Pawel Althamer’s Venetians
The third and final review of exhibitions from this year’s Venice Biennale features Polish artist Pawel Althamer and his representations of many real-life local Venetians. Here we find castings made directly from the models’ face and hands in plastic, a material chosen in part for Althamer’s access and experience with the medium - his father owns a small plastic manufacturing company and in fact works with his son for this piece. The remainder of each body is made of nondescript extruded plastic ribbons, giving each individual both presence and absence.
This juxtaposition is mirrored in the duality of each sculpture being a portrait of each man, woman, and child, but also only a representation of their physical appearance. We can see their faces, hands and poses, but we are not privy to their character, personality, or beliefs.
The beliefs of the artist are crucial in much of Althamer’s socially and philosophically driven installations. Indeed, the entire work, composed of more than fifty separate representations of Venetians, alludes to the self-realization people undergo throughout the course of their life. His casting method seems to recognize how we view ourselves. Namely, through our hands and the tasks they complete, as well as the faces we view in the mirror every morning - the ultimate physical signifier of countless emotions and traits.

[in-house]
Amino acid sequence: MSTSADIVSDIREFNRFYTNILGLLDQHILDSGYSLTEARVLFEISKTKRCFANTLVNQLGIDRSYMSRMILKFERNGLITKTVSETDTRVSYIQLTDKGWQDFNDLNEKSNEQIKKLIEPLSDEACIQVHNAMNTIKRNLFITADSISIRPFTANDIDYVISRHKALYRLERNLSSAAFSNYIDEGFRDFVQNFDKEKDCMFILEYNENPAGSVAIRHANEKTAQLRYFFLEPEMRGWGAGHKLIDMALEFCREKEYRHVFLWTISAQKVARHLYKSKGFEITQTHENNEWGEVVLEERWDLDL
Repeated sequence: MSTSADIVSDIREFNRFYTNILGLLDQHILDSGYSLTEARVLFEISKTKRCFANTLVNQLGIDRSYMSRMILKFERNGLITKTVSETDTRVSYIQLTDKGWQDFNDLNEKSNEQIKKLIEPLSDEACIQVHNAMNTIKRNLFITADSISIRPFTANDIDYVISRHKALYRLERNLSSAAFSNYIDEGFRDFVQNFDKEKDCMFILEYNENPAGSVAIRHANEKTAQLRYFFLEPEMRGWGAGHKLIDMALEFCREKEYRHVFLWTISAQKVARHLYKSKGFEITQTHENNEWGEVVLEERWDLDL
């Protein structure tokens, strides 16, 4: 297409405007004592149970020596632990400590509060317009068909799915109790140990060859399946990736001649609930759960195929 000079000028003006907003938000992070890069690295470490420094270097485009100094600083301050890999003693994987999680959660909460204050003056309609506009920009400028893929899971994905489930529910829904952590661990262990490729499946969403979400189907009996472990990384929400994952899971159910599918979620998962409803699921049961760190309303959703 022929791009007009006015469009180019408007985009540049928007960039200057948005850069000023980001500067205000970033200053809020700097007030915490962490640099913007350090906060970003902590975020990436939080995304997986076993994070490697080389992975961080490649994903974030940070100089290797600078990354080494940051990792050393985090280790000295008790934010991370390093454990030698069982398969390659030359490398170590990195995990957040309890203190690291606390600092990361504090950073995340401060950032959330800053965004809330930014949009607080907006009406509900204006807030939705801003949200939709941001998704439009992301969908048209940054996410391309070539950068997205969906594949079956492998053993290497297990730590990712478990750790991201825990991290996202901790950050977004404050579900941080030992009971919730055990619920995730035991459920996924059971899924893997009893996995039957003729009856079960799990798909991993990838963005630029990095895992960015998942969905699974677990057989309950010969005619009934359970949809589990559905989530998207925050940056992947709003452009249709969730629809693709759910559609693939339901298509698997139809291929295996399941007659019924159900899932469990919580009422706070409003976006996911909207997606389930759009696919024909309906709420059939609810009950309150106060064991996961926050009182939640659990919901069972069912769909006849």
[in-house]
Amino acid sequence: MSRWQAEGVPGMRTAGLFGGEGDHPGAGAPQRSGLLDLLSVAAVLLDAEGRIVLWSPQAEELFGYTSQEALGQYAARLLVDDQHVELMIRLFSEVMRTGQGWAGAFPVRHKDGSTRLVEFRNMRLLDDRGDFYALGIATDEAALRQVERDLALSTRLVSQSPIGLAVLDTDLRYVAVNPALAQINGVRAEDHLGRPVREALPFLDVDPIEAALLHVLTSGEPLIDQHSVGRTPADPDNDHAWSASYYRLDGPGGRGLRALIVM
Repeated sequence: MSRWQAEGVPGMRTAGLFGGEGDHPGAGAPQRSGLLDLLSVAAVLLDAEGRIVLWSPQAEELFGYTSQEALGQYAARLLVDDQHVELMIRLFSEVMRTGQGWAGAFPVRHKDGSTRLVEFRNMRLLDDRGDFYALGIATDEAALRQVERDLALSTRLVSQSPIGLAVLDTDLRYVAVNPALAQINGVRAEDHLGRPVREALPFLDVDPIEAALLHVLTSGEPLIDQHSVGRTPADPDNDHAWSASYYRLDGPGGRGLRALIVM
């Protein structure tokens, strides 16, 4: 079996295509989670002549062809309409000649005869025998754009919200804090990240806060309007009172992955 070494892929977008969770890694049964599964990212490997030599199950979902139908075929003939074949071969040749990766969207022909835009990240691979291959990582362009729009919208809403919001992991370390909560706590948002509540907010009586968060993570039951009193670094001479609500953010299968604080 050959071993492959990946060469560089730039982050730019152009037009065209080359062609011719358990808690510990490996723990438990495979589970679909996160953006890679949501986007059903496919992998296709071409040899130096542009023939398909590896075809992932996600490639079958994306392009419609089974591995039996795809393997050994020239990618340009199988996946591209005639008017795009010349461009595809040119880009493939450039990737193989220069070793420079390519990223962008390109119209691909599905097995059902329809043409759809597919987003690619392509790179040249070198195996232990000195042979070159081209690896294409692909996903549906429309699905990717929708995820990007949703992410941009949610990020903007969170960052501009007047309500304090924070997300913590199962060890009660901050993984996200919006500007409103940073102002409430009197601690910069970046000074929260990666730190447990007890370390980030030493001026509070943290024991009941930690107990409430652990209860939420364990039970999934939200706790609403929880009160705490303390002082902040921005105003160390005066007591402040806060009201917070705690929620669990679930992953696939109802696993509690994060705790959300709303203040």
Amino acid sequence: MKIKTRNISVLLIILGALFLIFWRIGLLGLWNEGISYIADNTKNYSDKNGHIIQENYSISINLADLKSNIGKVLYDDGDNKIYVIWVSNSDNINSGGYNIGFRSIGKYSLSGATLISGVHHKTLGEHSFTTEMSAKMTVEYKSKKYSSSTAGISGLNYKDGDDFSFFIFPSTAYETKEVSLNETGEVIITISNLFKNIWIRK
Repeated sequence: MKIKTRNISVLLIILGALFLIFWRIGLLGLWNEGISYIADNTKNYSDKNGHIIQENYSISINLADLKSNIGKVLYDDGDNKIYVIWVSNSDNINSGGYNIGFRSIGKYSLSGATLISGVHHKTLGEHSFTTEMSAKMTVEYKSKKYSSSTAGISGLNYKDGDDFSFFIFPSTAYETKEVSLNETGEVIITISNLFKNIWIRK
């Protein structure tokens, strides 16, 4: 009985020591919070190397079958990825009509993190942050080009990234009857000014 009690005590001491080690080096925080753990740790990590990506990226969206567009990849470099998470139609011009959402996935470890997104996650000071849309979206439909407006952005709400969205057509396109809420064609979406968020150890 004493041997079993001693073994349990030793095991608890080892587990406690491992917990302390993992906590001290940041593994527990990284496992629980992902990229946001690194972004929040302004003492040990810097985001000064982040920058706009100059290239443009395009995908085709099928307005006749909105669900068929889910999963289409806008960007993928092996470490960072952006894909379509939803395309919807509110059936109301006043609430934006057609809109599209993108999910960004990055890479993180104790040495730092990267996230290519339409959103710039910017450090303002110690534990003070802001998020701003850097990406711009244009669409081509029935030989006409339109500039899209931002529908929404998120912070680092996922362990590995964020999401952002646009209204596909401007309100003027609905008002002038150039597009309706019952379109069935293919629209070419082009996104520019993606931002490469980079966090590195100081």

This self actualization seems to be at the heart of Althamer’s thinking; “It is a major achievement to realize that the body is only a vehicle for the soul.” With this in mind, one can view Venetians as a cage for the soul that holds us within until our time on this planet is over, or as a vessel for which we are here to experience.
For more information on other works, Althamer also produced a similar, earlier exhibition for Deutsche Guggenheim that makes use of plastic portraits, while Polish Culture has an informative biography on Althamer’s earlier work here.
- Daniel Cairns